Presidential candidate John Kerry ran headlong into this after he lost the 2004 presidential race, “following numerous election irregularities,” notes Zetter, notably in Ohio. Determined to find out what exactly had happened, Kerry’s team asked to audit Ohio’s voting-machine software, but were denied access. Kerry explained in a recent interview on WNYC’s “Brian Lehrer Show.”
We were told by the court that you were not able to get that algorithm to check it, because it was proprietary information … the purview of privately owned machines, where the public doesn’t have the right to know whether the algorithm has been checked or whether they’re hackable or not. And we now know they are hackable.
Problems with current voting machines
Today, three privately held commercial companies — Dominion, ES&S and Hart InterCivic — control 80% of the approximately 350,000 voting machines in use in the US.
The voting machine industry is profitable, with around $300 million in annual revenue, but the industry “has long been as troubling as the machines it makes, known for its secrecy,” explains Zetter.
Not only do these companies fight every effort to audit the software that runs their machines, but they continue to sell the same flawed machines with the same security holes. These voting machines fall into one of two categories: optical-scan machines or direct-recording electronic machines. Each of them suffers from significant security problems.
Zetter identifies the problems with the current optical-scan machines, where voters fill out paper ballots, which are fed into the optical scanners that create a digital image of the ballot and records the votes on a removable memory card. This approach seems pretty secure, since “the paper ballot, in theory, provides an audit trail that can be used to verify digital tallies,” says Zetter.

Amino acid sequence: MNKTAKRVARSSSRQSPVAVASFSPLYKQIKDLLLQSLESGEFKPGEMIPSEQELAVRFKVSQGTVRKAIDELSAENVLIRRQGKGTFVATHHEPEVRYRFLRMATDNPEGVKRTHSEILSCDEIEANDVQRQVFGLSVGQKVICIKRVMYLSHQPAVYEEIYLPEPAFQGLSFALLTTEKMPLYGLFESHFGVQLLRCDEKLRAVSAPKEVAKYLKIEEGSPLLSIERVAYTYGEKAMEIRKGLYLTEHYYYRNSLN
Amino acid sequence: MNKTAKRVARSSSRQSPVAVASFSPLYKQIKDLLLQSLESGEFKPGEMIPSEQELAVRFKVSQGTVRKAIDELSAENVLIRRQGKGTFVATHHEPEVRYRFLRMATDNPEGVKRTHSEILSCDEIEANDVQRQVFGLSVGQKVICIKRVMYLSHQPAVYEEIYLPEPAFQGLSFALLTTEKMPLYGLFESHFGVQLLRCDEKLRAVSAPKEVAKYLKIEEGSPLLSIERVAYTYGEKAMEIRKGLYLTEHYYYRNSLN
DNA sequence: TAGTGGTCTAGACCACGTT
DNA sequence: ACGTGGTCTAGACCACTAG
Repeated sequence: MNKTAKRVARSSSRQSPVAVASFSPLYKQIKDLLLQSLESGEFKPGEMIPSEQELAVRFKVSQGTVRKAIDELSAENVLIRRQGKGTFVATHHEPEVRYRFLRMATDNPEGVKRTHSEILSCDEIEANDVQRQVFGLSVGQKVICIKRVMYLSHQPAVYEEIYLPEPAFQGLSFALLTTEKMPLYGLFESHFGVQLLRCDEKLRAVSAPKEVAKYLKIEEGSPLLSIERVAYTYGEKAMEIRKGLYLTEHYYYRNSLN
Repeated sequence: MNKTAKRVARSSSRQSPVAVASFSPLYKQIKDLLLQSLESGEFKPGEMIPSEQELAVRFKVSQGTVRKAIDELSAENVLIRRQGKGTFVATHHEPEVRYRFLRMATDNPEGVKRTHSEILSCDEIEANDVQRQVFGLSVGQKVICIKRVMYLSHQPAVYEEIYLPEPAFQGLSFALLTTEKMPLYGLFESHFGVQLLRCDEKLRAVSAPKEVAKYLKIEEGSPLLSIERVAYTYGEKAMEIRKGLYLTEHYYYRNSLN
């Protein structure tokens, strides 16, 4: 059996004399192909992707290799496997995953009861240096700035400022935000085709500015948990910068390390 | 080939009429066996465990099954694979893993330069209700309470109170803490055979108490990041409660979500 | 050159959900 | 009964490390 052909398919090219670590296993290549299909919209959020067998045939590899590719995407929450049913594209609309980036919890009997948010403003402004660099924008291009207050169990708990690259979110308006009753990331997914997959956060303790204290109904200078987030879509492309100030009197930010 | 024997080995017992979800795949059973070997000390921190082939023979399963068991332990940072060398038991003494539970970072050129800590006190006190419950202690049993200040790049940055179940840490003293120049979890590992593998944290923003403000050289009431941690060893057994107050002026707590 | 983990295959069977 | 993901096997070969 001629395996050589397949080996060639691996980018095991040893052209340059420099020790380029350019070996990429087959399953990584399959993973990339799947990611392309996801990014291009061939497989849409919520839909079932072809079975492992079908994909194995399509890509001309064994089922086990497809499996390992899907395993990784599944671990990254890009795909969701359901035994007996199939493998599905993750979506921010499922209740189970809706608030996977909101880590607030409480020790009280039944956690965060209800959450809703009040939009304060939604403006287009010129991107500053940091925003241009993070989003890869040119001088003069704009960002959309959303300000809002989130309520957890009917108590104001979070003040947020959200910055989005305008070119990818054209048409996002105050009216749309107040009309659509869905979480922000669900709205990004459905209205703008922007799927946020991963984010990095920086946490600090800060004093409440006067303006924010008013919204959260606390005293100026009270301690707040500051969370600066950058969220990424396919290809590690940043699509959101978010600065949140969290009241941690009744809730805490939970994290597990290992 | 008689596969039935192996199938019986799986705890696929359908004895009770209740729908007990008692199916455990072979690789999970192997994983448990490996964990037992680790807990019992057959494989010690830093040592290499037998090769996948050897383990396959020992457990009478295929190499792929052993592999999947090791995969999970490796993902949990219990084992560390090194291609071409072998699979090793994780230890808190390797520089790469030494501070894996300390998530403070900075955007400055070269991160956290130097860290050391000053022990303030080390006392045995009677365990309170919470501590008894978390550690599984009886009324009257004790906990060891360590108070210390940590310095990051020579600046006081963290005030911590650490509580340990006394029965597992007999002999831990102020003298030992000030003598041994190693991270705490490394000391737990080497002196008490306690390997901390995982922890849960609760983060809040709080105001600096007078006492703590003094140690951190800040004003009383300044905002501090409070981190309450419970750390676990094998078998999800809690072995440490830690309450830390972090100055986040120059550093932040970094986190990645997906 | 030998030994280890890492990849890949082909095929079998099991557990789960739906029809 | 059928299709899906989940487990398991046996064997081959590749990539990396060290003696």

But there are serious problems with optical scan machines. Zetter explains:
- “Not all states perform audits, and many that do simply run the paper ballots through a scanner a second time”
- “Fewer than half the states do manual audits, and they typically examine ballots from randomly chosen precincts in a county, instead of a percentage of ballots from all precincts”
At least optical scanners require a paper ballot to function. Direct-recording election machines (DREs) use touch screens so voters select from digital-only ballots. DREs store votes electronically; many will also print a “voter-verifiable paper audit trail — a scroll of paper, behind a window, that voters can review before casting their ballots,” says Zetter. Sounds secure, but she points out the many security holes:
- “a hacker could conceivably rig the machine to print a voter’s selections correctly on the paper while recording something else on the memory card.”
- “Five states still use paperless DREs exclusively, and an additional [thirteen] states use paperless DREs in some jurisdictions.” (see the Notes, below, for a list of the 18 states that use some kind of paperless DRE machines.)